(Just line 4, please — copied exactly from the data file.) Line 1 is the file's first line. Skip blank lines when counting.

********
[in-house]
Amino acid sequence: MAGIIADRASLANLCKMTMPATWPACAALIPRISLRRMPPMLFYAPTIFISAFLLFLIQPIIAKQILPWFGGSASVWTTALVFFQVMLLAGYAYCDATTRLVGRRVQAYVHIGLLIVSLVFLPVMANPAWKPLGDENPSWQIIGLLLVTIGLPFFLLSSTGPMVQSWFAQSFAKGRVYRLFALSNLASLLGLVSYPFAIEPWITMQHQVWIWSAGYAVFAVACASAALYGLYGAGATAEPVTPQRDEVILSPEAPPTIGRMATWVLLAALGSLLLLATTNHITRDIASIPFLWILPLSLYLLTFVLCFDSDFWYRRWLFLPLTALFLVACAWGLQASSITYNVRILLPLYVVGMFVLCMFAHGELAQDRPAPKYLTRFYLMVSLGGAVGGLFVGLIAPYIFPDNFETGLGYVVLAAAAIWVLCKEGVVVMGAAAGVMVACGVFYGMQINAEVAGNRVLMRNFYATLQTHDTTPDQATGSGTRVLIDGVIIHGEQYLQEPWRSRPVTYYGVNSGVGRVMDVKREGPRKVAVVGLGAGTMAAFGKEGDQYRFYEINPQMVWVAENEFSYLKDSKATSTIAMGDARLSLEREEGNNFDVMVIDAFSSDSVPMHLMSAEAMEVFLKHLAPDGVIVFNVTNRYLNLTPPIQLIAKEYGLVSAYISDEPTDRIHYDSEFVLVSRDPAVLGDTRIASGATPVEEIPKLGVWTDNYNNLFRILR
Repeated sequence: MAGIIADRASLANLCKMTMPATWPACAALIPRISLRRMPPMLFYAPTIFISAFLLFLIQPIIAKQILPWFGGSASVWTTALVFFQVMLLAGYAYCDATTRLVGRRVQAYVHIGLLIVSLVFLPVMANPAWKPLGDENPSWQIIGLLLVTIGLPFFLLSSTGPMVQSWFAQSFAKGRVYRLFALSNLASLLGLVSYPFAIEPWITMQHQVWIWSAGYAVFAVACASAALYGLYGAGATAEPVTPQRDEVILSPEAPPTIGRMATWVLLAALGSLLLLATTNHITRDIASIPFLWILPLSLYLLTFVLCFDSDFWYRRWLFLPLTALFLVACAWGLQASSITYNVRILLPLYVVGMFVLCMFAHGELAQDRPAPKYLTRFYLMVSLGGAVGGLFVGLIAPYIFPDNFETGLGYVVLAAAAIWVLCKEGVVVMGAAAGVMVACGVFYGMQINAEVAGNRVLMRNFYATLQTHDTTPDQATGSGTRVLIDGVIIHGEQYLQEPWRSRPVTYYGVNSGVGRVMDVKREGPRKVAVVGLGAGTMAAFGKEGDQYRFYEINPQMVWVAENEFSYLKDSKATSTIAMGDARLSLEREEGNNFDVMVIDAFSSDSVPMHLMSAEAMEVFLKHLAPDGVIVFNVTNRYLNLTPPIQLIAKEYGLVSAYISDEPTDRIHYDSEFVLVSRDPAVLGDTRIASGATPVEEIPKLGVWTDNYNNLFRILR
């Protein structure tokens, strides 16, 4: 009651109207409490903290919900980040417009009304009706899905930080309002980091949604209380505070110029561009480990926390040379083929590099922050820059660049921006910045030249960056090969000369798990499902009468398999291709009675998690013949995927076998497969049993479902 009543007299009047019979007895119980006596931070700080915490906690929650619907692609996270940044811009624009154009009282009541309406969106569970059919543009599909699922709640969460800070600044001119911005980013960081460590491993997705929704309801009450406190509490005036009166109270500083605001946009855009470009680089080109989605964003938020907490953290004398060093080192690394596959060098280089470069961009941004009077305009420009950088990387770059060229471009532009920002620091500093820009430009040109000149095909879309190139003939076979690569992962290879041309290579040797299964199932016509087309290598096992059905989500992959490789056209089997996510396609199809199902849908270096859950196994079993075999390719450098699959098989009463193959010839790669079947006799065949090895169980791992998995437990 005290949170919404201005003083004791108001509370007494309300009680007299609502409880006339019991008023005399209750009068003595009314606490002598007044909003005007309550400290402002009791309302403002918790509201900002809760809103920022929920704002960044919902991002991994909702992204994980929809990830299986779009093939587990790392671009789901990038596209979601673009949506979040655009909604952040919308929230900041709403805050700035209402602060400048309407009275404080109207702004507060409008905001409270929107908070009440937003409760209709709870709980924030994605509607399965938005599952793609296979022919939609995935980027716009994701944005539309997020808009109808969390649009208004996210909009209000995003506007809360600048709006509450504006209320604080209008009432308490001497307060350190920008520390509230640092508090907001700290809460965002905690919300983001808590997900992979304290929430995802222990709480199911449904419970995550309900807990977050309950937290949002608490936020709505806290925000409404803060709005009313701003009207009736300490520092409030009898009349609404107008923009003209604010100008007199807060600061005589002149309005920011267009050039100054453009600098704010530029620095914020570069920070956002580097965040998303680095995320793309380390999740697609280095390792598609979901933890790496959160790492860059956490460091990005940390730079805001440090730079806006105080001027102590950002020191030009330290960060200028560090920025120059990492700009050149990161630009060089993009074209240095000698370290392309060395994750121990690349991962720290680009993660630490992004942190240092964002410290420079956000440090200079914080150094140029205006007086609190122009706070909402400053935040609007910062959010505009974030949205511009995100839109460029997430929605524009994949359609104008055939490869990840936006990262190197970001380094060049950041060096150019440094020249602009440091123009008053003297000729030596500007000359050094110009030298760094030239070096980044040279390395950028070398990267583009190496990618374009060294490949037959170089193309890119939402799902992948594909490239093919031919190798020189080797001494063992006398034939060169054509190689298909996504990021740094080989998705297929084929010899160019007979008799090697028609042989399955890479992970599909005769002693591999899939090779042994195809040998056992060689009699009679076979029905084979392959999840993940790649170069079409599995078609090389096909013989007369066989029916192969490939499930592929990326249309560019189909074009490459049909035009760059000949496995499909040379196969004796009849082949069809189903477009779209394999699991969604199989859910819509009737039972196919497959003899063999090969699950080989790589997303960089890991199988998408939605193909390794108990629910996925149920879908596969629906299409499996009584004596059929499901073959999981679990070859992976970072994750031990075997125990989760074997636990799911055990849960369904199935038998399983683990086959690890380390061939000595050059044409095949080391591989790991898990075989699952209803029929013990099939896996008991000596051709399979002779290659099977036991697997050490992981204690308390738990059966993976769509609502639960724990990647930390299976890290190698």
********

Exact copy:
């Protein structure tokens, strides 16, 4: 009651109207409490903290919900980040417009009304009706899905930080309002980091949604209380505070110029561009480990926390040379083929590099922050820059660049921006910045030249960056090969000369798990499902009468398999291709009675998690013949995927076998497969049993479902 009543007299009047019979007895119980006596931070700080915490906690929650619907692609996270940044811009624009154009009282009541309406969106569970059919543009599909699922709640969460800070600044001119911005980013960081460590491993997705929704309801009450406190509490005036009166109270500083605001946009855009470009680089080109989605964003938020907490953290004398060093080192690394596959060098280089470069961009941004009077305009420009950088990387770059060229471009532009920002620091500093820009430009040109000149095909879309190139003939076979690569992962290879041309290579040797299964199932016509087309290598096992059905989500992959490789056209089997996510396609199809199902849908270096859950196994079993075999390719450098699959098989009463193959010839790669079947006799065949090895169980791992998995437990 005290949170919404201005003083004791108001509370007494309300009680007299609502409880006339019991008023005399209750009068003595009314606490002598007044909003005007309550400290402002009791309302403002918790509201900002809760809103920022929920704002960044919902991002991994909702992204994980929809990830299986779009093939587990790392671009789901990038596209979601673009949506979040655009909604952040919308929230900041709403805050700035209402602060400048309407009275404080109207702004507060409008905001409270929107908070009440937003409760209709709870709980924030994605509607399965938005599952793609296979022919939609995935980027716009994701944005539309997020808009109808969390649009208004996210909009209000995003506007809360600048709006509450504006209320604080209008009432308490001497307060350190920008520390509230640092508090907001700290809460965002905690919300983001808590997900992979304290929430995802222990709480199911449904419970995550309900807990977050309950937290949002608490936020709505806290925000409404803060709005009313701003009207009736300490520092409030009898009349609404107008923009003209604010100008007199807060600061005589002149309005920011267009050039100054453009600098704010530029620095914020570069920070956002580097965040998303680095995320793309380390999740697609280095390792598609979901933890790496959160790492860059956490460091990005940390730079805001440090730079806006105080001027102590950002020191030009330290960060200028560090920025120059990492700009050149990161630009060089993009074209240095000698370290392309060395994750121990690349991962720290680009993660630490992004942190240092964002410290420079956000440090200079914080150094140029205006007086609190122009706070909402400053935040609007910062959010505009974030949205511009995100839109460029997430929605524009994949359609104008055939490869990840936006990262190197970001380094060049950041060096150019440094020249602009440091123009008053003297000729030596500007000359050094110009030298760094030239070096980044040279390395950028070398990267583009190496990618374009060294490949037959170089193309890119939402799902992948594909490239093919031919190798020189080797001494063992006398034939060169054509190689298909996504990021740094080989998705297929084929010899160019007979008799090697028609042989399955890479992970599909005769002693591999899939090779042994195809040998056992060689009699009679076979029905084979392959999840993940790649170069079409599995078609090389096909013989007369066989029916192969490939499930592929990326249309560019189909074009490459049909035009760059000949496995499909040379196969004796009849082949069809189903477009779209394999699991969604199989859910819509009737039972196919497959003899063999090969699950080989790589997303960089890991199988998408939605193909390794108990629910996925149920879908596969629906299409499996009584004596059929499901073959999981679990070859992976970072994750031990075997125990989760074997636990799911055990849960369904199935038998399983683990086959690890380390061939000595050059044409095949080391591989790991898990075989699952209803029929013990099939896996008991000596051709399979002779290659099977036991697997050490992981204690308390738990059966993976769509609502639960724990990647930390299976890290190698």